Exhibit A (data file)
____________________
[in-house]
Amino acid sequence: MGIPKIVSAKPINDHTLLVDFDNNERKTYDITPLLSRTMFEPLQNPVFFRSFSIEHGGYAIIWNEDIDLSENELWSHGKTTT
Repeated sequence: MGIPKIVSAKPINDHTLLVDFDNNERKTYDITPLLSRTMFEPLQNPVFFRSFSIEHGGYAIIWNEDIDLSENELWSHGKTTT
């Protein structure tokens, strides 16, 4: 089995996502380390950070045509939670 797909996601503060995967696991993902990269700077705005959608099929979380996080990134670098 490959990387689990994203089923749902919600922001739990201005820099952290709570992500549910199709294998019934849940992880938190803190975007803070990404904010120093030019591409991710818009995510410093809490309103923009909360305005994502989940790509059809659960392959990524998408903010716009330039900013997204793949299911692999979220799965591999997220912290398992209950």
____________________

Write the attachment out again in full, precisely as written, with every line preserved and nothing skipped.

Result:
[in-house]
Amino acid sequence: MGIPKIVSAKPINDHTLLVDFDNNERKTYDITPLLSRTMFEPLQNPVFFRSFSIEHGGYAIIWNEDIDLSENELWSHGKTTT
Repeated sequence: MGIPKIVSAKPINDHTLLVDFDNNERKTYDITPLLSRTMFEPLQNPVFFRSFSIEHGGYAIIWNEDIDLSENELWSHGKTTT
């Protein structure tokens, strides 16, 4: 089995996502380390950070045509939670 797909996601503060995967696991993902990269700077705005959608099929979380996080990134670098 490959990387689990994203089923749902919600922001739990201005820099952290709570992500549910199709294998019934849940992880938190803190975007803070990404904010120093030019591409991710818009995510410093809490309103923009909360305005994502989940790509059809659960392959990524998408903010716009330039900013997204793949299911692999979220799965591999997220912290398992209950």